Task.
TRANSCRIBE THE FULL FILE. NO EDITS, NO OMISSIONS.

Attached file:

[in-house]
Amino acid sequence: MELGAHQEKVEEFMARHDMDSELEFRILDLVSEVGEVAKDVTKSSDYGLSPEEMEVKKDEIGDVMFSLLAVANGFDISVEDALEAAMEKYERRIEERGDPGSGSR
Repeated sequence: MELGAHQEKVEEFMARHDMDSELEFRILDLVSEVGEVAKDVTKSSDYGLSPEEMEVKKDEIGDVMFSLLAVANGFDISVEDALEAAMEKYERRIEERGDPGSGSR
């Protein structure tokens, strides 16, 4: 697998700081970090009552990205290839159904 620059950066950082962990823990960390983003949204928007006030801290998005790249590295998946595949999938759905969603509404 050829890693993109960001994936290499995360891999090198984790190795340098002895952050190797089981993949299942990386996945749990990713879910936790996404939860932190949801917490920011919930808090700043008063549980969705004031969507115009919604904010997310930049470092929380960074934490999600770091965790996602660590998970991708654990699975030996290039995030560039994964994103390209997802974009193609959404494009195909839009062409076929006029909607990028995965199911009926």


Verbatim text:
[in-house]
Amino acid sequence: MELGAHQEKVEEFMARHDMDSELEFRILDLVSEVGEVAKDVTKSSDYGLSPEEMEVKKDEIGDVMFSLLAVANGFDISVEDALEAAMEKYERRIEERGDPGSGSR
Repeated sequence: MELGAHQEKVEEFMARHDMDSELEFRILDLVSEVGEVAKDVTKSSDYGLSPEEMEVKKDEIGDVMFSLLAVANGFDISVEDALEAAMEKYERRIEERGDPGSGSR
């Protein structure tokens, strides 16, 4: 697998700081970090009552990205290839159904 620059950066950082962990823990960390983003949204928007006030801290998005790249590295998946595949999938759905969603509404 050829890693993109960001994936290499995360891999090198984790190795340098002895952050190797089981993949299942990386996945749990990713879910936790996404939860932190949801917490920011919930808090700043008063549980969705004031969507115009919604904010997310930049470092929380960074934490999600770091965790996602660590998970991708654990699975030996290039995030560039994964994103390209997802974009193609959404494009195909839009062409076929006029909607990028995965199911009926």